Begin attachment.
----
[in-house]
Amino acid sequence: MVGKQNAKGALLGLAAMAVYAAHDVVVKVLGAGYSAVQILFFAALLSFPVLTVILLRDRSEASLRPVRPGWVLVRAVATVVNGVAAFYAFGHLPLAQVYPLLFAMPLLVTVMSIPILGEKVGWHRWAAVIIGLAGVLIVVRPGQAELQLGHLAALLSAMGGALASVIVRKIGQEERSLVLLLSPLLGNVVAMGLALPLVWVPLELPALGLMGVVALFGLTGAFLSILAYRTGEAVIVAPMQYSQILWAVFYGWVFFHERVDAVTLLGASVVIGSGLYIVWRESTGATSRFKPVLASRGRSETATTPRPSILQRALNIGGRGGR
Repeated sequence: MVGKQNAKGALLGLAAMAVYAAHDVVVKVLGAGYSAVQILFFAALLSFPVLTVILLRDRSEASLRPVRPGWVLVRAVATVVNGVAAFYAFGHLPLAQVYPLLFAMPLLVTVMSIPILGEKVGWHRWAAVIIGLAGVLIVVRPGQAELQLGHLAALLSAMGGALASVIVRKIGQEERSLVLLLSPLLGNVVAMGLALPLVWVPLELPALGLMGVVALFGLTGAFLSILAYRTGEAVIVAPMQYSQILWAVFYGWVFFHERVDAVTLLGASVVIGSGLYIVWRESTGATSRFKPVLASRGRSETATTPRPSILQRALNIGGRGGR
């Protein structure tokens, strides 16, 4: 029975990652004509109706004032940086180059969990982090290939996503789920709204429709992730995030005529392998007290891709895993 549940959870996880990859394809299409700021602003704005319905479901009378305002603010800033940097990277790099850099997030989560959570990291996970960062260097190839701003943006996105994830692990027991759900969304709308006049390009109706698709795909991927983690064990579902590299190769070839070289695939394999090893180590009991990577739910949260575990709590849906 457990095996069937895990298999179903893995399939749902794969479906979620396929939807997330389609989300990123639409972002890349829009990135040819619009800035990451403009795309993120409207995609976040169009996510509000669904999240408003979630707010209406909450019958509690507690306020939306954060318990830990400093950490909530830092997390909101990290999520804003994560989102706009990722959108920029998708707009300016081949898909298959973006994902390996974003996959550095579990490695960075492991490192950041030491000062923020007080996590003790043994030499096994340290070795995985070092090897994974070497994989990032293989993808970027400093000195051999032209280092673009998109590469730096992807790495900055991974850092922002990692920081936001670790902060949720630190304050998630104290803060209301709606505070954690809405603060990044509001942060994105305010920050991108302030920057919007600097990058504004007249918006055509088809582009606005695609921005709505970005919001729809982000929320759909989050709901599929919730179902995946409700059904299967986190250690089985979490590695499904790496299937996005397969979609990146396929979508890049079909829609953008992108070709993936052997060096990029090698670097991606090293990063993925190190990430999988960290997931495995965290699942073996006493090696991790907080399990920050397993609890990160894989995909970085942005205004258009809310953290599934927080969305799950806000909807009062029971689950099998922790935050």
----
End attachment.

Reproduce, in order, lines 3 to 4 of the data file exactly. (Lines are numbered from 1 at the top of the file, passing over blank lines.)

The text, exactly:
Repeated sequence: MVGKQNAKGALLGLAAMAVYAAHDVVVKVLGAGYSAVQILFFAALLSFPVLTVILLRDRSEASLRPVRPGWVLVRAVATVVNGVAAFYAFGHLPLAQVYPLLFAMPLLVTVMSIPILGEKVGWHRWAAVIIGLAGVLIVVRPGQAELQLGHLAALLSAMGGALASVIVRKIGQEERSLVLLLSPLLGNVVAMGLALPLVWVPLELPALGLMGVVALFGLTGAFLSILAYRTGEAVIVAPMQYSQILWAVFYGWVFFHERVDAVTLLGASVVIGSGLYIVWRESTGATSRFKPVLASRGRSETATTPRPSILQRALNIGGRGGR
């Protein structure tokens, strides 16, 4: 029975990652004509109706004032940086180059969990982090290939996503789920709204429709992730995030005529392998007290891709895993 549940959870996880990859394809299409700021602003704005319905479901009378305002603010800033940097990277790099850099997030989560959570990291996970960062260097190839701003943006996105994830692990027991759900969304709308006049390009109706698709795909991927983690064990579902590299190769070839070289695939394999090893180590009991990577739910949260575990709590849906 457990095996069937895990298999179903893995399939749902794969479906979620396929939807997330389609989300990123639409972002890349829009990135040819619009800035990451403009795309993120409207995609976040169009996510509000669904999240408003979630707010209406909450019958509690507690306020939306954060318990830990400093950490909530830092997390909101990290999520804003994560989102706009990722959108920029998708707009300016081949898909298959973006994902390996974003996959550095579990490695960075492991490192950041030491000062923020007080996590003790043994030499096994340290070795995985070092090897994974070497994989990032293989993808970027400093000195051999032209280092673009998109590469730096992807790495900055991974850092922002990692920081936001670790902060949720630190304050998630104290803060209301709606505070954690809405603060990044509001942060994105305010920050991108302030920057919007600097990058504004007249918006055509088809582009606005695609921005709505970005919001729809982000929320759909989050709901599929919730179902995946409700059904299967986190250690089985979490590695499904790496299937996005397969979609990146396929979508890049079909829609953008992108070709993936052997060096990029090698670097991606090293990063993925190190990430999988960290997931495995965290699942073996006493090696991790907080399990920050397993609890990160894989995909970085942005205004258009809310953290599934927080969305799950806000909807009062029971689950099998922790935050």